Vodacom Lesotho wins the first round in its battle with the LCA
Vodacom's Lesotho unit has won the first round of a legal fight to hold on to its licence to operate in the country.
Vodacom, which has more than 85% of Lesotho’s market share, confirmed that it had secured an interim order interdicting the Lesotho Communications Authority (LCA) from enforcing the payment of the staggering R134 million($8.14m) fine it imposed on Vodacom Lesotho and revoking the company’s unified licence.
Vodacom said that in terms of the court order, the LCA must, on October 23, 2020, show cause why the interim order should not be made a final order of the court. A Vodacom spokesperson allayed fears of customers, saying that it remained business as usual.
“We assure citizens of Lesotho that we remain fully focused on delivering great value and a superior customer experience to the 1.2million people who have chosen us as their network provider of choice and the around 661000 M-Pesa users who rely on us for inclusive access to financial services. In other words, it remains business as usual for all our valued customers,” said the spokesperson.
The LCA accused Vodacom of flouting the country’s laws and lacked a sense of urgency in addressing grave compliance matters.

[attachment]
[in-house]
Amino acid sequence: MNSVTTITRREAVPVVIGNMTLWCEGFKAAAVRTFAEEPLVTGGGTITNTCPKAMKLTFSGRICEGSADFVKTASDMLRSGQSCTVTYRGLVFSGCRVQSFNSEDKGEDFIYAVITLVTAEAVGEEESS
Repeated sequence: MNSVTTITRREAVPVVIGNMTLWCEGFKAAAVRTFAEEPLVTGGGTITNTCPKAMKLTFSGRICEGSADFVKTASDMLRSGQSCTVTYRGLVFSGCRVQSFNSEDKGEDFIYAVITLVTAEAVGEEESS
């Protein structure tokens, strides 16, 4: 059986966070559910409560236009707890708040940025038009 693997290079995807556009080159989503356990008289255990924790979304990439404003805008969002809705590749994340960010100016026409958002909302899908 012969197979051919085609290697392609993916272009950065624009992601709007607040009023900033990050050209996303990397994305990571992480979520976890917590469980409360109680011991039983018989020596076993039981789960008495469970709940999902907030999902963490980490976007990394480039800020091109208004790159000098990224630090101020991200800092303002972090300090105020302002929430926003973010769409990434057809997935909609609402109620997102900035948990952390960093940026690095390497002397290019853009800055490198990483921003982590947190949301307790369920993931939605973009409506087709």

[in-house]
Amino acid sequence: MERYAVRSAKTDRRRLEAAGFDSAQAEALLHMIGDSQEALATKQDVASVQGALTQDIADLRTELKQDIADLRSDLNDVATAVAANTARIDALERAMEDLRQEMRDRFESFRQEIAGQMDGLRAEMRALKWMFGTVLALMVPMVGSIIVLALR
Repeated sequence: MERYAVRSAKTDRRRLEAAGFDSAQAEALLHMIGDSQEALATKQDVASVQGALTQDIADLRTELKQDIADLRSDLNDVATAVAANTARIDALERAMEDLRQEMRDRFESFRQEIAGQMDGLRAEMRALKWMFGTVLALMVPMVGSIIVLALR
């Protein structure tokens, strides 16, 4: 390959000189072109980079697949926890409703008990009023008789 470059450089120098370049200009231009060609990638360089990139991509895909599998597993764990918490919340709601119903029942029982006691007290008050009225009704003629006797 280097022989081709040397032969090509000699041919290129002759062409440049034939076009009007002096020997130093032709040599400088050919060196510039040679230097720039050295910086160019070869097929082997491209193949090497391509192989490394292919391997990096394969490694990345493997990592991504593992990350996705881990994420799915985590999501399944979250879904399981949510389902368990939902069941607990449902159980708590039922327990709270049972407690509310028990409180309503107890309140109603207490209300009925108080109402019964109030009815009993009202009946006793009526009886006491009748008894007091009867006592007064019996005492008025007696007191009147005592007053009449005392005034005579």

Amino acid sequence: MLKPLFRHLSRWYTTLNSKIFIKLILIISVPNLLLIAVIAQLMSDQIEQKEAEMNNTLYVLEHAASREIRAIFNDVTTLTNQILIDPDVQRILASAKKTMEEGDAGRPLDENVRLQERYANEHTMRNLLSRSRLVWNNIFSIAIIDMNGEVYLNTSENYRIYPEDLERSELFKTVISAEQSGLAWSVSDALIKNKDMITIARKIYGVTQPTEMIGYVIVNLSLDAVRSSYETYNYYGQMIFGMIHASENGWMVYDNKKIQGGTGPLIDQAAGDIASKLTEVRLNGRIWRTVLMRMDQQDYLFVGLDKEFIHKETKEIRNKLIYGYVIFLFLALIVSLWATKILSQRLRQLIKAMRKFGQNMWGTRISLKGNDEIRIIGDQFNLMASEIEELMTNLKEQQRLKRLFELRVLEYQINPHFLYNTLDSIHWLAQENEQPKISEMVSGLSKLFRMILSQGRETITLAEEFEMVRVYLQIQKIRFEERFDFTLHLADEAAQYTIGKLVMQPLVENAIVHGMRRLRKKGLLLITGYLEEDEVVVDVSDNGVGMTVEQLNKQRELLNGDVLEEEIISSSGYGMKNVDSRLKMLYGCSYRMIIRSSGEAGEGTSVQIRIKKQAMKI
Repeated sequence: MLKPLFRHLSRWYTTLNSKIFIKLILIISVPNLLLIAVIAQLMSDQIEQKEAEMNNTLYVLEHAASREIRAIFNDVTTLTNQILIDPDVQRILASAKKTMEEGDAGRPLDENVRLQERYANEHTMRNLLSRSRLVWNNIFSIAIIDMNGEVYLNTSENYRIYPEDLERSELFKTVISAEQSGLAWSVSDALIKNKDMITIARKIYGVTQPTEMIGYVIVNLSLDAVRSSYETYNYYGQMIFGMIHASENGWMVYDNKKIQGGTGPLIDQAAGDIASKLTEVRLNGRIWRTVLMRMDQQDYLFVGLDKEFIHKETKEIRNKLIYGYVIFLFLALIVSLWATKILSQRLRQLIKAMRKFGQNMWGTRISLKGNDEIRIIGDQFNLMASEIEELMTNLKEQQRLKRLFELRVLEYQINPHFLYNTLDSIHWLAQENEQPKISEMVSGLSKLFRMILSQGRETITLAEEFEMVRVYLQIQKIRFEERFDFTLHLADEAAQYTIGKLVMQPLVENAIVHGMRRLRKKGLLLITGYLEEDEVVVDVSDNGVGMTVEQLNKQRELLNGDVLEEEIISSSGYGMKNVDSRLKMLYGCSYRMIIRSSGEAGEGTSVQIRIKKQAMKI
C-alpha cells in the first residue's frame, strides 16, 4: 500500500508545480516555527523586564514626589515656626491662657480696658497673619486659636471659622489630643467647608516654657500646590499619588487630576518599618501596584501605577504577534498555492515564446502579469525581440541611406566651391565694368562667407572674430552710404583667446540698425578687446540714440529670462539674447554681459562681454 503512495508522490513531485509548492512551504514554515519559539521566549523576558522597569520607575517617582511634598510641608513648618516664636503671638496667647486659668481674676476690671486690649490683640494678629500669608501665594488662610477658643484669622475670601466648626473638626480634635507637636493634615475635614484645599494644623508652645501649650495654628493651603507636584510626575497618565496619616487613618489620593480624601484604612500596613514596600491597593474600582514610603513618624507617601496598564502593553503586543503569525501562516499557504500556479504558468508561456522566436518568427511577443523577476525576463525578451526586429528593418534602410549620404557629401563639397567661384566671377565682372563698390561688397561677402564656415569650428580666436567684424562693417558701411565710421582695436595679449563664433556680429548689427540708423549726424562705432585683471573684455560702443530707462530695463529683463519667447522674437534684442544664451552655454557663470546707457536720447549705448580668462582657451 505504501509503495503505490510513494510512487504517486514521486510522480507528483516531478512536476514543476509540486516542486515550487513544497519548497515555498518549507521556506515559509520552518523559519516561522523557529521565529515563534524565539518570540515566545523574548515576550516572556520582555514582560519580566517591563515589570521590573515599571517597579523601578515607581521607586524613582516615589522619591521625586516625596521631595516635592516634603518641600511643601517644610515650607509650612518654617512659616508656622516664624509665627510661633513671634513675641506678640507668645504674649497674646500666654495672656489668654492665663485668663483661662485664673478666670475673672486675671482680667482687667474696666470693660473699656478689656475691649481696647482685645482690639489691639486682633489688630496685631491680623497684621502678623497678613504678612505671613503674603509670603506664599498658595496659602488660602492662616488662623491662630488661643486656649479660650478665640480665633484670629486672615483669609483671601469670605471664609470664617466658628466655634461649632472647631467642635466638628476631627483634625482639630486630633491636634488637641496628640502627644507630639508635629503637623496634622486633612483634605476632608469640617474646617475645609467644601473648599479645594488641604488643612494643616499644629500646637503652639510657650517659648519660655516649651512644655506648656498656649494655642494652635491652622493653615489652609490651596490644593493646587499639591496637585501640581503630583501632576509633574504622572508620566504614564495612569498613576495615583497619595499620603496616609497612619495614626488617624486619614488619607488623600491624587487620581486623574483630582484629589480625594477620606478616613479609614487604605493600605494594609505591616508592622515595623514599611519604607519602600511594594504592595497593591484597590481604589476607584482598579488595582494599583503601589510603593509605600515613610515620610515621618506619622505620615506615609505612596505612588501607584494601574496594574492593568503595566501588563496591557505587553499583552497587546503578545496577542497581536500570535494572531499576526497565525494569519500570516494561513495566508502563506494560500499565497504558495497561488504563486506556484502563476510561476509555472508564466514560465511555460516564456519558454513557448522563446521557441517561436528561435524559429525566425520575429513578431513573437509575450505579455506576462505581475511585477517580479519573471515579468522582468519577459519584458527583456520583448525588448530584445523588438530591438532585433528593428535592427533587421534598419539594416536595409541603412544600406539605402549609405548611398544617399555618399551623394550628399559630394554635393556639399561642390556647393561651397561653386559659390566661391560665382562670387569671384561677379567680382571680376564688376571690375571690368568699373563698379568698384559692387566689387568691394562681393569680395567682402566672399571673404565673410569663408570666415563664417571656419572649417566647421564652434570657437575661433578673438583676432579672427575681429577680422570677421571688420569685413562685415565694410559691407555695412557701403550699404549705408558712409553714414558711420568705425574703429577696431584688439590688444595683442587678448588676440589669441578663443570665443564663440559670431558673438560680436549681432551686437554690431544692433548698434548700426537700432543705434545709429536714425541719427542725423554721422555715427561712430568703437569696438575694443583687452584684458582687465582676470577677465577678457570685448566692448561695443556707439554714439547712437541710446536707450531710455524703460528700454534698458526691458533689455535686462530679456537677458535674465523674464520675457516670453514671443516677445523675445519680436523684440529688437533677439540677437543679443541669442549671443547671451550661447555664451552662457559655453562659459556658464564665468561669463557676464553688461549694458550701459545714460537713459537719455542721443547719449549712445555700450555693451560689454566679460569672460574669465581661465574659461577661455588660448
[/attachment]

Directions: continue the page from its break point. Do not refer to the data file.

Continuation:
Things came to a head-on last Thursday when the LCA issued a notice of revocation providing them with 90 days in which to provide reasons why the licence should not be revoked.
At the centre of the accusation is the independence of Vodacom Lesotho’s external auditors. The LCA charged Vodacom for failing to appoint an independent auditor from 2015 to 2019, citing that a partner at the external audit firm was the sister-in-law to Matjato Moteane, Vodacom Lesotho chairperson.
The LCA reportedly believed that this meant that the audit firm was not independent enough and that its assessment of the company’s financials was likely compromised.
However, Vodacom Lesotho felt it was grossly unfair to be found wanting given that the partner in question was not part of audits performed.
It said it had no option but to seek relief in the courts because the LCA’s decisions imposing an excessive fine and the revocation of Vodacom’s operating licence were both erroneous as a matter of law and public policy.
Head of equities at Mergence Investment Managers, Peter Takaendesa, said that the market believed that Vodacom would engage with the relevant stakeholders and this issue would likely be resolved on reasonable terms given the long-term relationship the company has enjoyed with Lesotho.“
Vodacom Lesotho is the largest operator in the country and the group has to experience in dealing with related issues given its exposure to the DRC and Tanzania. We did not expect such a dispute closer to home, but telecoms companies in Africa normally experience these issues to varying degrees, with Nigeria being the most aggressive over the past few years,” Takaendesa said.
Vodacom shares rose 0.88%on the JSE yesterday to close at R124.42($7.56).